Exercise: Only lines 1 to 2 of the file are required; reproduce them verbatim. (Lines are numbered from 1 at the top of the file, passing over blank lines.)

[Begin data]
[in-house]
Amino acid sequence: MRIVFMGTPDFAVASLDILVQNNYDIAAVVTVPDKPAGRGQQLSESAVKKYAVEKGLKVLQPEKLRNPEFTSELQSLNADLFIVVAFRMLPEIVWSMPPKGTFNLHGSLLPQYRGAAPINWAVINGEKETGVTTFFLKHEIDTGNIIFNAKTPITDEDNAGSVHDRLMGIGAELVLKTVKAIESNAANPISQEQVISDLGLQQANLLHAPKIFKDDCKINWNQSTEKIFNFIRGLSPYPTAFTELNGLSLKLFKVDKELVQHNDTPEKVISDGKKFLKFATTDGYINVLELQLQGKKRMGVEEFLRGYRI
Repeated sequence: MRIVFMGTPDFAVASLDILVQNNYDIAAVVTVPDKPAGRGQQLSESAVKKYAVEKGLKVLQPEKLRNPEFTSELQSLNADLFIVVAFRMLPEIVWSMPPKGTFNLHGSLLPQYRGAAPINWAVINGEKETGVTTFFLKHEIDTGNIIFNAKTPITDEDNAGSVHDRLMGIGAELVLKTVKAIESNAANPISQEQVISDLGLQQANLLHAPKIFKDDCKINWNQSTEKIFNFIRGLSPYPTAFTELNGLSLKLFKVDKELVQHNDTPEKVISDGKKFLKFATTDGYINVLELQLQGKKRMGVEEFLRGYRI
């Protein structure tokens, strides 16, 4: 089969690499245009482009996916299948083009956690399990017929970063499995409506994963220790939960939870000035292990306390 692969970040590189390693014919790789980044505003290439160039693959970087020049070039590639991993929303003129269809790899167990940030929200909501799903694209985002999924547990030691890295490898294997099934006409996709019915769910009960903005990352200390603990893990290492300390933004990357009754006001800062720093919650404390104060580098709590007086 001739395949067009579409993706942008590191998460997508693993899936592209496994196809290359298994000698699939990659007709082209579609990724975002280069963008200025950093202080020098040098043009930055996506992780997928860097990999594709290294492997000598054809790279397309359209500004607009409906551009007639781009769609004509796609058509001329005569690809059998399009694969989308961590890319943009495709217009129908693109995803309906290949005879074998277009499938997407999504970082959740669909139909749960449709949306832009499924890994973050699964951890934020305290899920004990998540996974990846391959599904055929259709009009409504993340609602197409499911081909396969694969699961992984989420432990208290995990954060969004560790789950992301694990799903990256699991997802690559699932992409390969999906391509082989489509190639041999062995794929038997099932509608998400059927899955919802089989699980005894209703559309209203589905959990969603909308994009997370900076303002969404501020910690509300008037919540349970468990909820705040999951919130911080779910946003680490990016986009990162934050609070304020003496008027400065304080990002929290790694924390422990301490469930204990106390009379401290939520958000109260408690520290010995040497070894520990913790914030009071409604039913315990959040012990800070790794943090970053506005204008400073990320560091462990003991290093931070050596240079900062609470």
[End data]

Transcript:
[in-house]
Amino acid sequence: MRIVFMGTPDFAVASLDILVQNNYDIAAVVTVPDKPAGRGQQLSESAVKKYAVEKGLKVLQPEKLRNPEFTSELQSLNADLFIVVAFRMLPEIVWSMPPKGTFNLHGSLLPQYRGAAPINWAVINGEKETGVTTFFLKHEIDTGNIIFNAKTPITDEDNAGSVHDRLMGIGAELVLKTVKAIESNAANPISQEQVISDLGLQQANLLHAPKIFKDDCKINWNQSTEKIFNFIRGLSPYPTAFTELNGLSLKLFKVDKELVQHNDTPEKVISDGKKFLKFATTDGYINVLELQLQGKKRMGVEEFLRGYRI